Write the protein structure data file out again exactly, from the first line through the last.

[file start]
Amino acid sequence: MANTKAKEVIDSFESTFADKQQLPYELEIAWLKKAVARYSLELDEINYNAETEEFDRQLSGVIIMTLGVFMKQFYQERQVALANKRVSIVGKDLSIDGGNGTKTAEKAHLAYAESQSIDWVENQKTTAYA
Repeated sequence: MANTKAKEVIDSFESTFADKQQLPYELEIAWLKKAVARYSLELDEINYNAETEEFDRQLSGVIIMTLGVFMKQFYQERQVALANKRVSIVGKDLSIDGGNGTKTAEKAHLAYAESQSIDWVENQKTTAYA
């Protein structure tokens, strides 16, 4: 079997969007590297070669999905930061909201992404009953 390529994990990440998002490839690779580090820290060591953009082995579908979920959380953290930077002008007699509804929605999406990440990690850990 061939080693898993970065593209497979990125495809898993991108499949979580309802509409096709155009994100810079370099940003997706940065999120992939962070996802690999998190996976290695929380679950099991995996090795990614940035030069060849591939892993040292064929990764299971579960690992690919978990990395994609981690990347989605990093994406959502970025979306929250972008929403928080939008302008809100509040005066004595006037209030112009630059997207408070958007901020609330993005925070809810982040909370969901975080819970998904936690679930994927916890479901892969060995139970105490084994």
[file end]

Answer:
Amino acid sequence: MANTKAKEVIDSFESTFADKQQLPYELEIAWLKKAVARYSLELDEINYNAETEEFDRQLSGVIIMTLGVFMKQFYQERQVALANKRVSIVGKDLSIDGGNGTKTAEKAHLAYAESQSIDWVENQKTTAYA
Repeated sequence: MANTKAKEVIDSFESTFADKQQLPYELEIAWLKKAVARYSLELDEINYNAETEEFDRQLSGVIIMTLGVFMKQFYQERQVALANKRVSIVGKDLSIDGGNGTKTAEKAHLAYAESQSIDWVENQKTTAYA
């Protein structure tokens, strides 16, 4: 079997969007590297070669999905930061909201992404009953 390529994990990440998002490839690779580090820290060591953009082995579908979920959380953290930077002008007699509804929605999406990440990690850990 061939080693898993970065593209497979990125495809898993991108499949979580309802509409096709155009994100810079370099940003997706940065999120992939962070996802690999998190996976290695929380679950099991995996090795990614940035030069060849591939892993040292064929990764299971579960690992690919978990990395994609981690990347989605990093994406959502970025979306929250972008929403928080939008302008809100509040005066004595006037209030112009630059997207408070958007901020609330993005925070809810982040909370969901975080819970998904936690679930994927916890479901892969060995139970105490084994």